Keywords: Collection development, Archival appraisal , Archival science, Special collections, Bibliography , Archival appraisal theory
    Date Uploaded: 04/02/2018
  14. Regulatory Reform: What’s New in 2014? [Download]

    Title: Regulatory Reform: What’s New in 2014?
    Author: West, Cassidy B.
    Description: The 113th Congress is considering various bills that would reform the way regulations are developed, analyzed, and reviewed. The GW Regulatory Studies Center has tracked and classified these bills since the beginning of the 113th Congress and will continue tracking and updating the information regularly throughout its duration. By classifying each bill according to its approach to regulatory reform, based on the reform elements below, we hope to shed some light on the types of reforms being considered and their status.
    Keywords: Regulation, Commentaries, Federal government, Regulatory policy, Public policy, Regulatory studies
    Date Uploaded: 03/31/2018
  15. Why Does Benefit-Cost Analysis Seem Blind to Job Impacts? [Download]

    Title: Why Does Benefit-Cost Analysis Seem Blind to Job Impacts?
    Author: Mannix, Brian F.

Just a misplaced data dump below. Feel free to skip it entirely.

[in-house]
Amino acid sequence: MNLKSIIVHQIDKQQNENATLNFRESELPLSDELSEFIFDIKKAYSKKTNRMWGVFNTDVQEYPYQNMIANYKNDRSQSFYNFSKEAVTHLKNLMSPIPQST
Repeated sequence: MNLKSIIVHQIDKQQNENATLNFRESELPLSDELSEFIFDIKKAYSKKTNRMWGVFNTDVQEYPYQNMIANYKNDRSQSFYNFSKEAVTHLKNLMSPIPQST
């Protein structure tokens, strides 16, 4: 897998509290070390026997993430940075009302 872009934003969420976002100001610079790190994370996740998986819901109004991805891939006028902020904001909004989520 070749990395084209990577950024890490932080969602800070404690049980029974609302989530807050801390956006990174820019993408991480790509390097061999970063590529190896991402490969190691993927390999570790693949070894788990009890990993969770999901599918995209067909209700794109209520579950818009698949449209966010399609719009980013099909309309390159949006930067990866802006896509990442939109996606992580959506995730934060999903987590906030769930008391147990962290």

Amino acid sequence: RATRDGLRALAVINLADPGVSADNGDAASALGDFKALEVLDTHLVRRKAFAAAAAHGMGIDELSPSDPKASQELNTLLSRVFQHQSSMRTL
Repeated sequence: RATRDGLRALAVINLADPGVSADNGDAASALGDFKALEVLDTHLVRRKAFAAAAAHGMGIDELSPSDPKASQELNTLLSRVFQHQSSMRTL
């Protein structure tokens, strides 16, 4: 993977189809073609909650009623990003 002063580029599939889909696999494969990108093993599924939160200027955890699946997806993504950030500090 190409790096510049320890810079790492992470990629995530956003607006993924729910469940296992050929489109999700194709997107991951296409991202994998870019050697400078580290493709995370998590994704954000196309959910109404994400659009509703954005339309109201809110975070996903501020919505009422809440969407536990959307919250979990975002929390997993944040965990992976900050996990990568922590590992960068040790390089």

Description: My chapter in a new book published this week, Does Regulation Kill Jobs?, explores some of the reasons why the human welfare metric, as it is typically calculated in a BCA, appears to be insensitive to the employment effects that loom so large in the perceptions of the public and its elected representatives. It argues that, to a first approximation, employment effects are already counted in a BCA as a component of compliance costs. Of course, no BCA is ever complete, so it is always possible that some job-related welfare effects are omitted, just as it is likely that some other welfare effects unrelated to employment are also omitted. Any attempt to include additional categories of welfare effects must, however, confront the problem of potentially counting these effects more than once. The chapter concludes that, in most cases, employment effects should be treated as they traditionally have been treated—implicitly part of the calculation of compliance costs—and that some proposed alternatives to the status quo would result in double counting. It would be helpful, however, if economists could do a better job of educating the public about what, exactly, compliance costs represent. If people understood that these are not simply a “cost of doing business” but real welfare changes experienced by the public, then benefit–cost analysis would be a far more informative tool than it is today.